President Susilo Bambang Yudhoyono said on Saturday two Indonesian journalists were being held hostage in Iraq, confirming reports after they were declared missing.
"I have just received a reconfirmation that indeed the two Indonesian nationals have been taken hostage in a place in Iraq," Susilo said at the presidential palace in Jakarta.
He appealed for the release of the pair, who Aljazeera earlier said were claimed to have been kidnapped by a previously unknown group, the Jaish al-Mujahidin, or Army of Warriors.
"I, Susilo Bambang Yudhoyono, president of the Republic of Indonesia, convey that the two journalists are truly only carrying out their journalistic duties," the president said.
Susilo said the journalists
had no part in the Iraq war
"There is no political involvement. There is no involvement by the two in the conflict," he said.
"Again they are only carrying out their journalistic work and, therefore, I on behalf of the Indonesian people appeal for the release of the two journalists immediately so they can return home to Indonesia.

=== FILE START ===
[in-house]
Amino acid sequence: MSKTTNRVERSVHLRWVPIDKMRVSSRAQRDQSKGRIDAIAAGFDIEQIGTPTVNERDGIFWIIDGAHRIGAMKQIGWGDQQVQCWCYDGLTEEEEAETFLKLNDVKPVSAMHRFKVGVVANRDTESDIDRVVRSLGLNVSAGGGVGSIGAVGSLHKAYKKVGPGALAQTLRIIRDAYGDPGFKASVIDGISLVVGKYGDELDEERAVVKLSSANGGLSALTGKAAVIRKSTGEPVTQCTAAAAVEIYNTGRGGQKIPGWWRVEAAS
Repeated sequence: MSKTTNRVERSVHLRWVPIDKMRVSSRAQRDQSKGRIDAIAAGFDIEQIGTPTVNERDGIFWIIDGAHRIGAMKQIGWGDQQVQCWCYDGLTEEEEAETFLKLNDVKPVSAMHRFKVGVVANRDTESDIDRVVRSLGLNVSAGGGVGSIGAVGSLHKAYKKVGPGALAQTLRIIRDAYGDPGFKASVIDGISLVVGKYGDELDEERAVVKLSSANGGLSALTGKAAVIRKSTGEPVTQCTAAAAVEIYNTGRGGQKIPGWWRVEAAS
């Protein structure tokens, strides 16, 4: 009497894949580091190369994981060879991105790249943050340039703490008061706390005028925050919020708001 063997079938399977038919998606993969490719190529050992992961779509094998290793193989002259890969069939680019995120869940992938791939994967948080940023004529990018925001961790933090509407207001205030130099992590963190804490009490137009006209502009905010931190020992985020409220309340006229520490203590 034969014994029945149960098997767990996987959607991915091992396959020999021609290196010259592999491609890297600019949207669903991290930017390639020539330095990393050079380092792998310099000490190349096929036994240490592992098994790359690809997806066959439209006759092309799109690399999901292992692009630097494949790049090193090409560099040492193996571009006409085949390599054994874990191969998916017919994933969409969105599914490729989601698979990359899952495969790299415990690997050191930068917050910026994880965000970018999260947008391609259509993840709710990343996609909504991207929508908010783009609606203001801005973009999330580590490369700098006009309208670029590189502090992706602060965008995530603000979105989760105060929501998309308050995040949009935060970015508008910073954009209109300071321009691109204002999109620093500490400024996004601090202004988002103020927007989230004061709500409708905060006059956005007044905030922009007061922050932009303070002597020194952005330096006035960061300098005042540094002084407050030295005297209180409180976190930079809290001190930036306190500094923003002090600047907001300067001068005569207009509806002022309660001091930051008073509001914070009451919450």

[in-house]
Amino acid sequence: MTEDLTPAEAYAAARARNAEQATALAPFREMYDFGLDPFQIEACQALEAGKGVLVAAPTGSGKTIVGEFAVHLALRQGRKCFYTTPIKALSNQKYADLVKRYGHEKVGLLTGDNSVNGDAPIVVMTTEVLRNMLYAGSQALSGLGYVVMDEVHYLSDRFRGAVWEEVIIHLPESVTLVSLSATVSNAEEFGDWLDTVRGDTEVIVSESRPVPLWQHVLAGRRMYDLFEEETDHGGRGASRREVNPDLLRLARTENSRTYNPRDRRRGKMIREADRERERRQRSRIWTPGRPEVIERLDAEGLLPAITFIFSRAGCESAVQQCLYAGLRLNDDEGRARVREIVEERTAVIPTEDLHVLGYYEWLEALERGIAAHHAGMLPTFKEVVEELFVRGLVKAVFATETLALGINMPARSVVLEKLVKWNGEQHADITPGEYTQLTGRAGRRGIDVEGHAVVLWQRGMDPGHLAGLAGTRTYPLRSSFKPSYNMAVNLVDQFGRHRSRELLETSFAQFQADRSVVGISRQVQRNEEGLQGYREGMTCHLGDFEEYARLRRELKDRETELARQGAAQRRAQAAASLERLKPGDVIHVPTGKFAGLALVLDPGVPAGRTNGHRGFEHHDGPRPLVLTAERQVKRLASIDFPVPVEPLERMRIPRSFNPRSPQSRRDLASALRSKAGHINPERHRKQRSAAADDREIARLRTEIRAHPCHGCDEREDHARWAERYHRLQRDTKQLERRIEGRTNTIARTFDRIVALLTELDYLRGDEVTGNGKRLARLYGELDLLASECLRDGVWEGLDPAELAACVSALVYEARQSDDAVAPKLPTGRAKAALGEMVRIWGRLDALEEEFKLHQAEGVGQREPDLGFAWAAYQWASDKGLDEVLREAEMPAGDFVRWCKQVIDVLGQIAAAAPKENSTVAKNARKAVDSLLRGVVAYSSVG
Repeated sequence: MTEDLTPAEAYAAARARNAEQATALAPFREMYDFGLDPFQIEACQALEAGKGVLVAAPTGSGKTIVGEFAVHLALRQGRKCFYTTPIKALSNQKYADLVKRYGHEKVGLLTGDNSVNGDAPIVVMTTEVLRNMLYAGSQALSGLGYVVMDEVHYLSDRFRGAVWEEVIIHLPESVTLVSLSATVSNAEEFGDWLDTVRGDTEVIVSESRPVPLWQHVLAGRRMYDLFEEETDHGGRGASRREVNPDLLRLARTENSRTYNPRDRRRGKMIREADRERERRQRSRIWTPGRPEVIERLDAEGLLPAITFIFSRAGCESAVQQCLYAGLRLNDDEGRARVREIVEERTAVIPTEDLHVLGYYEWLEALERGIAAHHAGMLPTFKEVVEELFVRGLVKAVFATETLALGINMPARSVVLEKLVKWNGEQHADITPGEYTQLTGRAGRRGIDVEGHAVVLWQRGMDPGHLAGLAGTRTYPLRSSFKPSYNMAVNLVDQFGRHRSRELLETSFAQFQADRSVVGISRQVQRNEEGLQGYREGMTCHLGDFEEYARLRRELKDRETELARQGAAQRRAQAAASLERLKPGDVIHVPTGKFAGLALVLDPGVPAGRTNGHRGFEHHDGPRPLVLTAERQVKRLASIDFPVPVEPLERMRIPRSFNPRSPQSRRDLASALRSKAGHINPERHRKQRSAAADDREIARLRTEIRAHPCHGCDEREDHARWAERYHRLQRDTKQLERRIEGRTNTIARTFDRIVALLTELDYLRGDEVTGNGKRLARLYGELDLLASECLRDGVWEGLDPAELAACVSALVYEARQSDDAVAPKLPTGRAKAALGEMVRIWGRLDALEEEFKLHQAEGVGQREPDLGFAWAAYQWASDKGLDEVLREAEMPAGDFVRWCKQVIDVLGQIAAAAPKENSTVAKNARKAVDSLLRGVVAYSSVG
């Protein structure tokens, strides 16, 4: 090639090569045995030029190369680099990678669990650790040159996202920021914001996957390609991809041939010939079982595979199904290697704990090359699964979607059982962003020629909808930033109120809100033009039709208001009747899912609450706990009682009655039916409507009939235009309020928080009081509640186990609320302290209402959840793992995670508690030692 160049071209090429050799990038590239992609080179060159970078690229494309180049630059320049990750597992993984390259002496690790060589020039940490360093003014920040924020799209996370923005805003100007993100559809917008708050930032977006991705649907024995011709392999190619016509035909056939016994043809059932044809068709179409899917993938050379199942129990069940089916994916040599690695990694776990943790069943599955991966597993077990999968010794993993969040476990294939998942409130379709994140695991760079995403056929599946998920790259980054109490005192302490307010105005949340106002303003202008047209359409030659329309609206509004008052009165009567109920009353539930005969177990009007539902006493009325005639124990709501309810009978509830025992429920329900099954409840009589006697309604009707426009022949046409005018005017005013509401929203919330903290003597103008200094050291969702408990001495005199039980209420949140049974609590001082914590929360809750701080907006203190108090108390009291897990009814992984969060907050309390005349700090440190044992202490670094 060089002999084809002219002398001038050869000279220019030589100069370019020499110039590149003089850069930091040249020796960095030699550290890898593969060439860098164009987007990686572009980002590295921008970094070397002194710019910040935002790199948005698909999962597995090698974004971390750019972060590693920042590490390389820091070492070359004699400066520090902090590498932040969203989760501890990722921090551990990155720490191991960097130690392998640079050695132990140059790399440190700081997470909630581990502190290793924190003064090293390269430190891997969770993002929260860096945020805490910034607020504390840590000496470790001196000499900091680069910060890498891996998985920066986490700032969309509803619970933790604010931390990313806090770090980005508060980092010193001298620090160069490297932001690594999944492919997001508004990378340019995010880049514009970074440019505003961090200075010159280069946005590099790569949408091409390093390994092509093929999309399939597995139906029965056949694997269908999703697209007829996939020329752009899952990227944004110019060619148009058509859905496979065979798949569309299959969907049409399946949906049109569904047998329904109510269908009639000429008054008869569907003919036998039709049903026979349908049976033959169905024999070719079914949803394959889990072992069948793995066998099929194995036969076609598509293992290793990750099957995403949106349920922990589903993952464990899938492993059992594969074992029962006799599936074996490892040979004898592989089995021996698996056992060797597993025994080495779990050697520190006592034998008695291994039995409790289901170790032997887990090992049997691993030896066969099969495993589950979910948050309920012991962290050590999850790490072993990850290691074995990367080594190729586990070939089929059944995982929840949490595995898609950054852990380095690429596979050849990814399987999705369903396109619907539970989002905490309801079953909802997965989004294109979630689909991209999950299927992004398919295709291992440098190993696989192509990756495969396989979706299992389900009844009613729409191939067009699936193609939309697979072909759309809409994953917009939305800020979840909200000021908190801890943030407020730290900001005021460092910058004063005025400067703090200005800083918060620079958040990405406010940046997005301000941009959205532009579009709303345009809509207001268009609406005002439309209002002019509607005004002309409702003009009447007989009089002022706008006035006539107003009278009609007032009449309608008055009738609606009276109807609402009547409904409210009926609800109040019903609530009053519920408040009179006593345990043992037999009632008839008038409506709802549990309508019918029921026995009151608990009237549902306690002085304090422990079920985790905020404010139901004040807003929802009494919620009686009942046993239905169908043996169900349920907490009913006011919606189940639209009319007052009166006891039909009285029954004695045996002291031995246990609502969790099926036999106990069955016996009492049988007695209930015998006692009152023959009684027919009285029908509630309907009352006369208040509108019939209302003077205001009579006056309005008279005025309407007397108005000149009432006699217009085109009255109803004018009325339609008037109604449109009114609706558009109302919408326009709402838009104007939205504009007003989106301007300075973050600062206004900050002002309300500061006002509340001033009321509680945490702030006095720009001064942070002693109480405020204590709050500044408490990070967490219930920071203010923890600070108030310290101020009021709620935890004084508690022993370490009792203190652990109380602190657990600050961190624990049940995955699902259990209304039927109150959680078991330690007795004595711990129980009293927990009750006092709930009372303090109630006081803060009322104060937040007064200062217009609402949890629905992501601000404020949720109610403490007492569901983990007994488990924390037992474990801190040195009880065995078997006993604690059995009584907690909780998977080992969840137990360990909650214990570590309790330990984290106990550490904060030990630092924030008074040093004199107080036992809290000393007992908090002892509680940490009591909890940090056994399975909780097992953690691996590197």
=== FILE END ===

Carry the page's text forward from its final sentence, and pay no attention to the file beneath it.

"Their families are very worried and we, the Indonesian people, also truly want the innocent pair to return home and resume their journalistic duty."
Taken near Ramadi
Earlier, the Indonesian Foreign Ministry in Jakarta said the pair, working for the private Metro TV station, were in a rented car in Ramadi on Tuesday when they were last heard from.
"We are very worried about our staff. Hopefully they are just uncontactable at the moment, but we cannot rule out the fact that they may have been kidnapped," Don Bosco, Metro TV's news director told Aljazeera.net earlier in the week before the video was aired.
Foreign affairs spokesman Marty Natalegawa said in Jarkarta: "We have received information from the owner of a car rented by two journalists from Metro TV that on 15 February their vehicle heading for Ramadi was halted by an armed group.
"We do not want to use the word kidnapped or that they have been held hostage at the moment," he said, adding that the two had been "intercepted".
Indlieb Farazi contributed to this report.